Together We Served recognizes the efforts of Shaggy, who went on from a position in the Marines to become a reggae icon and advocate for veterans’ rights.
Orville Richard Burrell (aka Shaggy), U.S. Marine Corps (1988-1992)
Orville Richard Burrell, also known as Shaggy, of the US Marine Corps between 1988 and 1992, came to live in Brooklyn as a teenager after leaving his home of Jamaica. While he showed early musical promise, he was in need of steady income, and the Marines were happy to take him.
Shaggy Before the Marines
Born on October 22 1968 in Kingston, Jamaica, Orville took singing lessons as a teen and discovered a natural talent. He earned the nickname ‘Shaggy’ because of his untamed hair, after the Scooby-Doo character. After moving to New York, Shaggy began performing with a local Jamaican-style act called Gibraltar Musik. However, he wasn’t yet able to support himself with his music career alone.
Shaggy’s Military History
Shaggy joined the 10th Marine Regiment, and obtained the MOS of Field Artillery Cannon Crewman. He served on active duty for over three years, including a five month deployment to Kuwait during the Gulf War in 1991. He spent much of his time stationed at Camp Lejeune in North Carolina, but would continue to pursue music in his free time, returning to New York for recording sessions. It was during this time that he would cut his first single, and also form a working relationship with Sting, who got him opportunities working with Phillip Smart. Unfortunately, Shaggy’s passion for music interfered with his military duties on multiple occasions, and he was reprimanded for being AWOL, suffering demotions twice. Shaggy was affected significantly by his time in Kuwait. He is on record saying:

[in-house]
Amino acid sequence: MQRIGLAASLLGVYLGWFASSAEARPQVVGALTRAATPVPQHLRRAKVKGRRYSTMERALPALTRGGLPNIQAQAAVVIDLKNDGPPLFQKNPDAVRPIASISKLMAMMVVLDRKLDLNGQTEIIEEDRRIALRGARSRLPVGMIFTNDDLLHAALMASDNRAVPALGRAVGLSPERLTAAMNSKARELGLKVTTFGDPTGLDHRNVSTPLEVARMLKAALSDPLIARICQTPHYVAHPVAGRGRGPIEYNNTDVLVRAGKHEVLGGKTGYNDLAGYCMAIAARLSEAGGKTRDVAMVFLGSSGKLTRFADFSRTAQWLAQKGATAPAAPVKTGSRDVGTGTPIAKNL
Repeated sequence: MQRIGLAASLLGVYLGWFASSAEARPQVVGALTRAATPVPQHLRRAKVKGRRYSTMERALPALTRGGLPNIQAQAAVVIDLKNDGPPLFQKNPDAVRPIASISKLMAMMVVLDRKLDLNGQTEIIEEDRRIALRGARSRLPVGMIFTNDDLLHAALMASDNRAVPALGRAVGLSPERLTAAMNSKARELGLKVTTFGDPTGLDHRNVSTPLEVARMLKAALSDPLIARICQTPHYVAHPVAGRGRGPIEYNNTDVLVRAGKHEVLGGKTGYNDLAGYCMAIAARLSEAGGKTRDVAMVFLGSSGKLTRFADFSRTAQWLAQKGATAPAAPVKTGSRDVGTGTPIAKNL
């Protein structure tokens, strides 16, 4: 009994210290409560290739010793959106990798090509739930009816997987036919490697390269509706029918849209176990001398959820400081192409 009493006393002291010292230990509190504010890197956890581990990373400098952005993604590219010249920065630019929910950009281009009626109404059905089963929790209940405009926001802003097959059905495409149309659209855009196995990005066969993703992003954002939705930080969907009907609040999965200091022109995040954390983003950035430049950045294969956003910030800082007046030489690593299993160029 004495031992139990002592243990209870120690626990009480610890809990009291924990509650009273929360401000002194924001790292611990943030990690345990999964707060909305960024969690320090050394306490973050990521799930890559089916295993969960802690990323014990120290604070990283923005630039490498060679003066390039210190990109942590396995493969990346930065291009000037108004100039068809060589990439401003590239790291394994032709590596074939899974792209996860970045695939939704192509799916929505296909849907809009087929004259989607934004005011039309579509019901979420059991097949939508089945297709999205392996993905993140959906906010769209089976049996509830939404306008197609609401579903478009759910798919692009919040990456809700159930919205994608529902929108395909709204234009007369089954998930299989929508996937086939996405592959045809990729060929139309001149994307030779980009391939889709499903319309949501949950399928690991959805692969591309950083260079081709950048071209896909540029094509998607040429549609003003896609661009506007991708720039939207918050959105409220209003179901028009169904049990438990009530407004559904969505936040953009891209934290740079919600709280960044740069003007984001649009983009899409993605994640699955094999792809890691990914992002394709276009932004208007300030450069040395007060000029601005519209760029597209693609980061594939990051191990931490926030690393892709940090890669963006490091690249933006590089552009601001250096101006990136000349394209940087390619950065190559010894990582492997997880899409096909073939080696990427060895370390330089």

“The first Gulf War was a cakewalk compared to what these guys [in Afghanistan and Iraq] are going through. That said, I saw some traumatic stuff. I can’t forget that. We can’t forget our obligation to help the vets who need help. I want to be part of getting that conversation started and ongoing.”
After returning to Camp Lejeune post-War, Shaggy resumed sessions in New York, releasing a cover of ‘Oh Carolina’ that became the first of his hit singles. While it was not nationally successful, it received international acclaim, hitting the British charts in 1993 as well as in other parts of Europe.
Shaggy Sang His Way to the Top After Leaving the Marines
Oh Carolina, along with ‘One More Chance’, a high-profile duet with Maxi Priest, was enough for Shaggy to score a record deal with Virgin Records. His debut album, Pure Pleasure, was released in 1993. The next year, Greensleeves collected his previous recordings into a release called Original Doberman. Shaggy’s fame in Europe was cemented, and his 1995 album Boombastic went platinum, spending a full year at number one on Billboard’s reggae album chart, winning the Grammy for Best Reggae Album. Shaggy followed up his success with a world tour and released another album in 1997, Midnite Lover. However, this release was commercially disappointing, and he was dropped by his label.
Shaggy bounced back by concentrating on contributions to movie soundtracks, such as How Stella Got Her Groove Back (1998) and For Love of the Game (1999). Through this he obtained a new deal with MCA, and put out the album Hot Shot, a gigantic success that sold six million copies in the US alone— a mammoth feat for a reggae album, and in no small part thanks to the breakout radio popularity of album track ‘It Wasn’t Me’ that vastly outstripped the response to the lead single release. With this achievement, Shaggy had indisputably become the most prominent reggae artist in the industry. In an ironic twist, Shaggy was tapped to cover the Scooby Doo theme song for the 2002 film adaptation of the long-running cartoon series, the series being the source of his nickname many years before.
Shaggy the Veteran Advocate
Shaggy has been a prominent philanthropist, both in his native Jamaica, but also on behalf of service members in the American armed forces. In 2019, Shaggy was one of the personalities honored by a Veterans Day Dinner at the JFK Presidential Library and Museum. The event was hosted by Home Base, a Red Sox Foundation and Massachusetts General Hospital program which provides mental health and wellness programs for veterans and their families. Shaggy’s outspoken support for Home Base and other veteran causes has raised the profile of veterans and their families who are in need. Together We Served honors both Shaggy’s service and his continued commitment to veterans’ rights.